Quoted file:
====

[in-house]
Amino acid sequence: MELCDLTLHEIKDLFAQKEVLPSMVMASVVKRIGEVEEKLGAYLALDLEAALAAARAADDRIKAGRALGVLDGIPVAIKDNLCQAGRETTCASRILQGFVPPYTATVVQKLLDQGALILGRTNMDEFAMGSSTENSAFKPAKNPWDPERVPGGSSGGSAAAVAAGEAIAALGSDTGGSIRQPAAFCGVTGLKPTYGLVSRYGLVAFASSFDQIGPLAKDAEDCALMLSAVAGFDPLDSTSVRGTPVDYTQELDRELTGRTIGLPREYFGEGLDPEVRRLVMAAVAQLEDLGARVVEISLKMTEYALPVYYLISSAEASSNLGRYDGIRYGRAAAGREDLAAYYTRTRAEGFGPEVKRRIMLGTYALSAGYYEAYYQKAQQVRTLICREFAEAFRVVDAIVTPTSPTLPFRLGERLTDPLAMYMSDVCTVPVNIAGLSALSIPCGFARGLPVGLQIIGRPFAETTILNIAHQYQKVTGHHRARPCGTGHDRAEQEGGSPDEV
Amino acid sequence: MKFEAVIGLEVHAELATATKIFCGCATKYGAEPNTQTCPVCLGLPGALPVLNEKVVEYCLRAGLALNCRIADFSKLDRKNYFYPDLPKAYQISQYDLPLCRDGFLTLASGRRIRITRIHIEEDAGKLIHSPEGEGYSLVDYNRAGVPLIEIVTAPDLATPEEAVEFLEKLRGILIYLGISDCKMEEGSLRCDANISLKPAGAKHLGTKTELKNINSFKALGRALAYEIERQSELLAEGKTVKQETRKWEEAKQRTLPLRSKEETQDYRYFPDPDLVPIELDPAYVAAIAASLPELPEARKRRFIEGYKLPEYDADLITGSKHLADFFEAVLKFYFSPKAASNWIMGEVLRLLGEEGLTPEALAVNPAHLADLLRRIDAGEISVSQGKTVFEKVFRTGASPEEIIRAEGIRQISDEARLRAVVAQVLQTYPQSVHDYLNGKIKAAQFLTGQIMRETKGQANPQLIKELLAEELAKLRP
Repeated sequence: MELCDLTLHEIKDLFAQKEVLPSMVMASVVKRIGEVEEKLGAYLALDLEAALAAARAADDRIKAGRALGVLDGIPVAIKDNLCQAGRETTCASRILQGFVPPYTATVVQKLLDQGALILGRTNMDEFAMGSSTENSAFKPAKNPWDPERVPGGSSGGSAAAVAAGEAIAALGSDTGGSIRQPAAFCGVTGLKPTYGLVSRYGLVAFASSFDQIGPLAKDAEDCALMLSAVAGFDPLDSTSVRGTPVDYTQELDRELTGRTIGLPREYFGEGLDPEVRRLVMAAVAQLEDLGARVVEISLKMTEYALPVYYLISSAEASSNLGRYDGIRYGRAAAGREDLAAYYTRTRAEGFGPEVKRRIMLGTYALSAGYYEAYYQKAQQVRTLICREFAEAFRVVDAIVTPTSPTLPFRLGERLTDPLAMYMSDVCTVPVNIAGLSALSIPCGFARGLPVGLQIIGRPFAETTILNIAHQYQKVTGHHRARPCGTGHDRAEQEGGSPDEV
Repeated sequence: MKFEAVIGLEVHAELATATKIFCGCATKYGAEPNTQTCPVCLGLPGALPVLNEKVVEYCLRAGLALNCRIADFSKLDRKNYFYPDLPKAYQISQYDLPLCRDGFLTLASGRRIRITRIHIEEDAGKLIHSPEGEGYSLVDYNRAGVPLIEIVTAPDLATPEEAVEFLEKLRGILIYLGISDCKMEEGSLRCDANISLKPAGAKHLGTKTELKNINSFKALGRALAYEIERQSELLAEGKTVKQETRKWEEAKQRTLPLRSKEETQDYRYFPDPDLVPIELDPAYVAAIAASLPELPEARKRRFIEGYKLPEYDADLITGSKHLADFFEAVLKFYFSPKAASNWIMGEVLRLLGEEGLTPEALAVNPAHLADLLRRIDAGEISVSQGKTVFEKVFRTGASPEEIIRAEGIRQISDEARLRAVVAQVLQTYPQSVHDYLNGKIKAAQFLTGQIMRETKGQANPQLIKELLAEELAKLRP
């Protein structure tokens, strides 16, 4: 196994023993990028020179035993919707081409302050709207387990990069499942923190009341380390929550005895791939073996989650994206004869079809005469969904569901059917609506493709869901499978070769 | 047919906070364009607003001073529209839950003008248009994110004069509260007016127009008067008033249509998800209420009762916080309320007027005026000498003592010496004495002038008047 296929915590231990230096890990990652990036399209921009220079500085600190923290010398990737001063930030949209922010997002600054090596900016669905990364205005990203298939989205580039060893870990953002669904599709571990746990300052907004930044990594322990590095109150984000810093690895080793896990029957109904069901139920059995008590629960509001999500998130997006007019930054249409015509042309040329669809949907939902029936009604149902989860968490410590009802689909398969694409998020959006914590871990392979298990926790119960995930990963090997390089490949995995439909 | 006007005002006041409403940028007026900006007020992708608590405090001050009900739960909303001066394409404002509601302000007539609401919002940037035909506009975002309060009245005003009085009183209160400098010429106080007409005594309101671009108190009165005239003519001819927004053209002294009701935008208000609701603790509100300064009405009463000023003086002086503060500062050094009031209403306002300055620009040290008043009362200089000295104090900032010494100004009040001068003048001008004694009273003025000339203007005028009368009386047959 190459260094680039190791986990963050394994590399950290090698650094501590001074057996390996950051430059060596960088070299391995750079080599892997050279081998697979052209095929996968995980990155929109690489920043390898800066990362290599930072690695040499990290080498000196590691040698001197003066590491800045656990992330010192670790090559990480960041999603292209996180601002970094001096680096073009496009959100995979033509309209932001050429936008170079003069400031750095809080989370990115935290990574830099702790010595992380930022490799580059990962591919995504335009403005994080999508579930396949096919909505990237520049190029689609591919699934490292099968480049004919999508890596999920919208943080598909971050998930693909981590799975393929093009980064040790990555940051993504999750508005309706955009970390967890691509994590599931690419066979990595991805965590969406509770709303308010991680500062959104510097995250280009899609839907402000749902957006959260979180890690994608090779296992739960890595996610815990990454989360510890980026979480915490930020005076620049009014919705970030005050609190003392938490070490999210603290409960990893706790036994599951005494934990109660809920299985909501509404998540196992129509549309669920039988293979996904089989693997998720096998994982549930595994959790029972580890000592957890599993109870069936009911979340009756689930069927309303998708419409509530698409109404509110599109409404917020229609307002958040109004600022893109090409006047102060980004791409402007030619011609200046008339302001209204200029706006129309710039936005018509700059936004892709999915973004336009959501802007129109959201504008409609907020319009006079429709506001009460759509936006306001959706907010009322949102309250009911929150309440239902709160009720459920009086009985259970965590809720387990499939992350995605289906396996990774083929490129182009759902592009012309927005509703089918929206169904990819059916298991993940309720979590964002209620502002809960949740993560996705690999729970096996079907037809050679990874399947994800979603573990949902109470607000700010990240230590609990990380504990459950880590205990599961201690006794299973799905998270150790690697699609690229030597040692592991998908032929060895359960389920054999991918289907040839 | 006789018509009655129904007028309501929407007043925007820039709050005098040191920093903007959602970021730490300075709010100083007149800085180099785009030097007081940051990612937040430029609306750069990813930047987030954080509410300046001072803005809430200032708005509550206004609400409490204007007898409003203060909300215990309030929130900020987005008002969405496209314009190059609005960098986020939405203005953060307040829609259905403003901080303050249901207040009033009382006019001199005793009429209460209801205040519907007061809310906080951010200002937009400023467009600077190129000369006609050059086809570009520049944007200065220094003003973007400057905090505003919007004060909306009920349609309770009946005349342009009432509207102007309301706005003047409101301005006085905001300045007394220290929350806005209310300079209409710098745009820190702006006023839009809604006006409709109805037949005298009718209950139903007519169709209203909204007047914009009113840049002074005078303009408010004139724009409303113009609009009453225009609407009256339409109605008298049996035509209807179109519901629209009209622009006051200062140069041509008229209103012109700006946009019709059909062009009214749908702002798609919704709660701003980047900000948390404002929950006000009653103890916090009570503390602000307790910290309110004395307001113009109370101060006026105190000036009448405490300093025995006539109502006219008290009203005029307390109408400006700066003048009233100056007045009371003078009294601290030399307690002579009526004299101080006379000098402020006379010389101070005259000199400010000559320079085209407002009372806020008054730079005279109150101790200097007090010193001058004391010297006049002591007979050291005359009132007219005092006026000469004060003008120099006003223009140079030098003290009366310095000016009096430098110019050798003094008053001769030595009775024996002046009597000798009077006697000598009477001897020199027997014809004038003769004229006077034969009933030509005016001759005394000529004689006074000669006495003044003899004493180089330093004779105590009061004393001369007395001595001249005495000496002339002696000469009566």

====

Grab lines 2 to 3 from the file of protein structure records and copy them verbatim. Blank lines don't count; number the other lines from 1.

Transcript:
Amino acid sequence: MELCDLTLHEIKDLFAQKEVLPSMVMASVVKRIGEVEEKLGAYLALDLEAALAAARAADDRIKAGRALGVLDGIPVAIKDNLCQAGRETTCASRILQGFVPPYTATVVQKLLDQGALILGRTNMDEFAMGSSTENSAFKPAKNPWDPERVPGGSSGGSAAAVAAGEAIAALGSDTGGSIRQPAAFCGVTGLKPTYGLVSRYGLVAFASSFDQIGPLAKDAEDCALMLSAVAGFDPLDSTSVRGTPVDYTQELDRELTGRTIGLPREYFGEGLDPEVRRLVMAAVAQLEDLGARVVEISLKMTEYALPVYYLISSAEASSNLGRYDGIRYGRAAAGREDLAAYYTRTRAEGFGPEVKRRIMLGTYALSAGYYEAYYQKAQQVRTLICREFAEAFRVVDAIVTPTSPTLPFRLGERLTDPLAMYMSDVCTVPVNIAGLSALSIPCGFARGLPVGLQIIGRPFAETTILNIAHQYQKVTGHHRARPCGTGHDRAEQEGGSPDEV
Amino acid sequence: MKFEAVIGLEVHAELATATKIFCGCATKYGAEPNTQTCPVCLGLPGALPVLNEKVVEYCLRAGLALNCRIADFSKLDRKNYFYPDLPKAYQISQYDLPLCRDGFLTLASGRRIRITRIHIEEDAGKLIHSPEGEGYSLVDYNRAGVPLIEIVTAPDLATPEEAVEFLEKLRGILIYLGISDCKMEEGSLRCDANISLKPAGAKHLGTKTELKNINSFKALGRALAYEIERQSELLAEGKTVKQETRKWEEAKQRTLPLRSKEETQDYRYFPDPDLVPIELDPAYVAAIAASLPELPEARKRRFIEGYKLPEYDADLITGSKHLADFFEAVLKFYFSPKAASNWIMGEVLRLLGEEGLTPEALAVNPAHLADLLRRIDAGEISVSQGKTVFEKVFRTGASPEEIIRAEGIRQISDEARLRAVVAQVLQTYPQSVHDYLNGKIKAAQFLTGQIMRETKGQANPQLIKELLAEELAKLRP